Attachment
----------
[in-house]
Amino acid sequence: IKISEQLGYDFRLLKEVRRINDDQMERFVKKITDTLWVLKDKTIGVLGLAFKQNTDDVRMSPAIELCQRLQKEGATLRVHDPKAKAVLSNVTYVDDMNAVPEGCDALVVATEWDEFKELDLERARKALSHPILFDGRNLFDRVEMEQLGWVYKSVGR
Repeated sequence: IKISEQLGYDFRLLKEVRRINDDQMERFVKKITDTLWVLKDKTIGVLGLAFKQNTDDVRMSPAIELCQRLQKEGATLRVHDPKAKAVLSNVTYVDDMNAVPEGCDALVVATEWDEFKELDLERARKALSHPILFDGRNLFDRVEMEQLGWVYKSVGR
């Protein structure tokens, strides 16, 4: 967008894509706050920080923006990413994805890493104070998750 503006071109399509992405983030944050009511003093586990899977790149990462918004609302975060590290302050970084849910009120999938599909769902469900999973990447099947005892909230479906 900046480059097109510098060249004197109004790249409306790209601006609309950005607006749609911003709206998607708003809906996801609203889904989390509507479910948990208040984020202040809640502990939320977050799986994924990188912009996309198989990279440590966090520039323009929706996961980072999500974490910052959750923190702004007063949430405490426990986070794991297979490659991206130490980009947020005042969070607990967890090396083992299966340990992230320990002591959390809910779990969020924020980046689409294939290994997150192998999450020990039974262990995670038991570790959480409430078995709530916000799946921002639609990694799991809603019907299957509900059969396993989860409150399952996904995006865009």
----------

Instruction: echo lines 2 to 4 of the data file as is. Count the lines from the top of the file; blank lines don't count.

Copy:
Amino acid sequence: IKISEQLGYDFRLLKEVRRINDDQMERFVKKITDTLWVLKDKTIGVLGLAFKQNTDDVRMSPAIELCQRLQKEGATLRVHDPKAKAVLSNVTYVDDMNAVPEGCDALVVATEWDEFKELDLERARKALSHPILFDGRNLFDRVEMEQLGWVYKSVGR
Repeated sequence: IKISEQLGYDFRLLKEVRRINDDQMERFVKKITDTLWVLKDKTIGVLGLAFKQNTDDVRMSPAIELCQRLQKEGATLRVHDPKAKAVLSNVTYVDDMNAVPEGCDALVVATEWDEFKELDLERARKALSHPILFDGRNLFDRVEMEQLGWVYKSVGR
């Protein structure tokens, strides 16, 4: 967008894509706050920080923006990413994805890493104070998750 503006071109399509992405983030944050009511003093586990899977790149990462918004609302975060590290302050970084849910009120999938599909769902469900999973990447099947005892909230479906 900046480059097109510098060249004197109004790249409306790209601006609309950005607006749609911003709206998607708003809906996801609203889904989390509507479910948990208040984020202040809640502990939320977050799986994924990188912009996309198989990279440590966090520039323009929706996961980072999500974490910052959750923190702004007063949430405490426990986070794991297979490659991206130490980009947020005042969070607990967890090396083992299966340990992230320990002591959390809910779990969020924020980046689409294939290994997150192998999450020990039974262990995670038991570790959480409430078995709530916000799946921002639609990694799991809603019907299957509900059969396993989860409150399952996904995006865009």